Luxon Manual Reference


Luxon uses the native Intl API to provide easy-to-use internationalization. A quick example:

DateTime.local().setLocale('el').toLocaleString(DateTime.DATE_FULL); //=>  '24 Σεπτεμβρίου 2017'

How locales work

Luxon DateTimes can be configured using BCP 47 locale strings specifying the language to use generating or interpreting strings. The native Intl API provides the actual internationalized strings; Luxon just wraps it with a nice layer of convenience and integrates the localization functionality into the rest of Luxon. The Mozilla MDN Intl docs have a good description of how the locale argument works. In Luxon, the methods are different but the semantics are the same, except in that Luxon allows you to specify a numbering system and output calendar independently of the locale string.

The rest of this document will concentrate on what Luxon does when provided with locale information.

Setting the locale

locale is a property of Luxon object. Thus, locale is a sort of setting on the DateTime object, as opposed to an argument you provide the different methods that need internationalized.

You can generally set it at construction time:

var dt = DateTime.fromISO('2017-09-24', { locale: 'fr' })
dt.locale //=> 'fr'

In this case, the specified locale didn't change the how the parsing worked (there's nothing localized about it), but it did set the locale property in the resulting instance. For other factory methods, such as fromFormat, the locale argument does affect how the string is parsed. See further down for more.

You can change the locale of a DateTime instance (meaning, create a clone DateTime with a different locale) using setLocale:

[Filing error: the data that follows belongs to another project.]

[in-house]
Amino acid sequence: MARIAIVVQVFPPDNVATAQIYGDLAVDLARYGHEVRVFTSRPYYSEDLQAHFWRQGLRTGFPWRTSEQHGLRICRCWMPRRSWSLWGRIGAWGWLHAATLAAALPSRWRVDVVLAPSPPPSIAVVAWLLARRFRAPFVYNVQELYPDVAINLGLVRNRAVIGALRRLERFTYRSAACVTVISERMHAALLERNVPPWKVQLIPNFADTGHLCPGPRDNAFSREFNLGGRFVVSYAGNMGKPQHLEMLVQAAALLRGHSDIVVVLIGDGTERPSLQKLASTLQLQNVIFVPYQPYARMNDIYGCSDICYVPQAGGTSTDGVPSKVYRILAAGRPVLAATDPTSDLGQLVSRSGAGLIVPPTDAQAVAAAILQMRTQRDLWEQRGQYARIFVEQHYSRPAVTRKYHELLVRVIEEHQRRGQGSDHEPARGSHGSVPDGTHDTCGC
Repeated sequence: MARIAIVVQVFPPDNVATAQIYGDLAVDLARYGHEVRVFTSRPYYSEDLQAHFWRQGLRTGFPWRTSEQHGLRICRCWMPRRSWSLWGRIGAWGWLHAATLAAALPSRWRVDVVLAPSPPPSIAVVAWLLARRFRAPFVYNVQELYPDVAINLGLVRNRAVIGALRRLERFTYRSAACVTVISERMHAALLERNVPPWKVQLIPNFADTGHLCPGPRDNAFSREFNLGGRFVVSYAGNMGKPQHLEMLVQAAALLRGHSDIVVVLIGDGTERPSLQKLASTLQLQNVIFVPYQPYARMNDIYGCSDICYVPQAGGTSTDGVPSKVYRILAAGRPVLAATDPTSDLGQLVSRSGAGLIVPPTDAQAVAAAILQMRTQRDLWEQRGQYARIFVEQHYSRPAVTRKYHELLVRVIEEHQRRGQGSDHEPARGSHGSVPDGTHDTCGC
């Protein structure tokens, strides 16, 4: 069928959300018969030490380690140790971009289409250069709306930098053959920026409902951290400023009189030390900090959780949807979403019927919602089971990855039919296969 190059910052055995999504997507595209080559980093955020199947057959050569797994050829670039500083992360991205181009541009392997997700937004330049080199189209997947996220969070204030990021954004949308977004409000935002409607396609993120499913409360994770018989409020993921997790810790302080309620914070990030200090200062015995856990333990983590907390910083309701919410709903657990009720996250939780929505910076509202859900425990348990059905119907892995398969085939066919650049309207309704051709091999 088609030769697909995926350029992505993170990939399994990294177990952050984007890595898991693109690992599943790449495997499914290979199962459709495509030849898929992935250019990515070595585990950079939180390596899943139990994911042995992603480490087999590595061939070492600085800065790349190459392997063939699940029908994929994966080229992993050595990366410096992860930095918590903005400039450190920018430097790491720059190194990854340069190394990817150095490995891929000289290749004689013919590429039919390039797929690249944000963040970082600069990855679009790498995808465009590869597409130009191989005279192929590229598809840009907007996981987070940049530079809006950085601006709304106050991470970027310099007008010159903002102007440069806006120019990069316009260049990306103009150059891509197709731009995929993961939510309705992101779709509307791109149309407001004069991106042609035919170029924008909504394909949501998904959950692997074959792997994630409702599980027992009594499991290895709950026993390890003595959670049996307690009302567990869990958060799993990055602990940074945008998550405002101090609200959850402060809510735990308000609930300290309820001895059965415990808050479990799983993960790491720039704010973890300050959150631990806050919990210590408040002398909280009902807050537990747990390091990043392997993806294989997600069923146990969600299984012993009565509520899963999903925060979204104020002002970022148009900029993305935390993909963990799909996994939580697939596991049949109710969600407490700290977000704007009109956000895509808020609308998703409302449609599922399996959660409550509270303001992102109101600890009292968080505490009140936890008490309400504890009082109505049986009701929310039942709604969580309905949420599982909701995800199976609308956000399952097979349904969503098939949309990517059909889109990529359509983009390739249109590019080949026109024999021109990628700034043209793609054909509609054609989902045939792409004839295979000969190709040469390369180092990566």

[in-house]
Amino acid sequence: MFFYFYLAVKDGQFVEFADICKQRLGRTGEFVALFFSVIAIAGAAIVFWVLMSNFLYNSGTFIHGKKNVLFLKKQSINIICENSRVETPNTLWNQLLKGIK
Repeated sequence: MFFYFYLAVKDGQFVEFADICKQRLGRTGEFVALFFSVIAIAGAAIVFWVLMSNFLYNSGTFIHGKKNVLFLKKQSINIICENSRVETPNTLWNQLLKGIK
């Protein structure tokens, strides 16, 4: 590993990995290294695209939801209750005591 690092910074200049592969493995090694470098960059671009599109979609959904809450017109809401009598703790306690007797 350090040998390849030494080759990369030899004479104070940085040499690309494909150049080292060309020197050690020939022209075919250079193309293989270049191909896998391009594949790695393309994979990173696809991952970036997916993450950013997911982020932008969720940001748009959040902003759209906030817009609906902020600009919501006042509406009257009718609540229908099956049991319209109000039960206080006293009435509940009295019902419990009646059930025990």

DateTime.local().setLocale('fr').locale //=> 'fr'

setLocale is just a convenience for reconfigure:

DateTime.local().reconfigure({ locale: 'fr' }).locale; //=> 'fr'

Default locale

Out-of-the-box behavior

By default the locale property of a new DateTime or Duration is null. This means different things in different contexts:

  1. DateTime#toLocaleString, DateTime#toLocaleParts, and other human-readable-string methods like Info.months will fall back on the system locale. On a browser, that means whatever the user has their browser or OS language set to. On Node, that usually means en-US.
  2. DateTime.fromFormat and DateTime#toFormat fall back on en-US. That's because these methods are often used to parse or format strings for consumption by APIs that don't care about the user's locale. So we need to pick a locale and stick with it, or the code will break depending on whose browser it runs in.
  3. There's an exception, though: DateTime#toFormat can take "macro" formats like "D" that produce localized strings as part of a larger string. These do default to the system locale because their entire purpose is to be localized.

Setting the default

You can set a default locale so that news instances will always be created with the specified locale:

Settings.defaultLocale = 'fr';
DateTime.local().locale; //=> 'fr'

Note that this also alters the behavior of DateTime#toFormat and DateTime#fromFormat.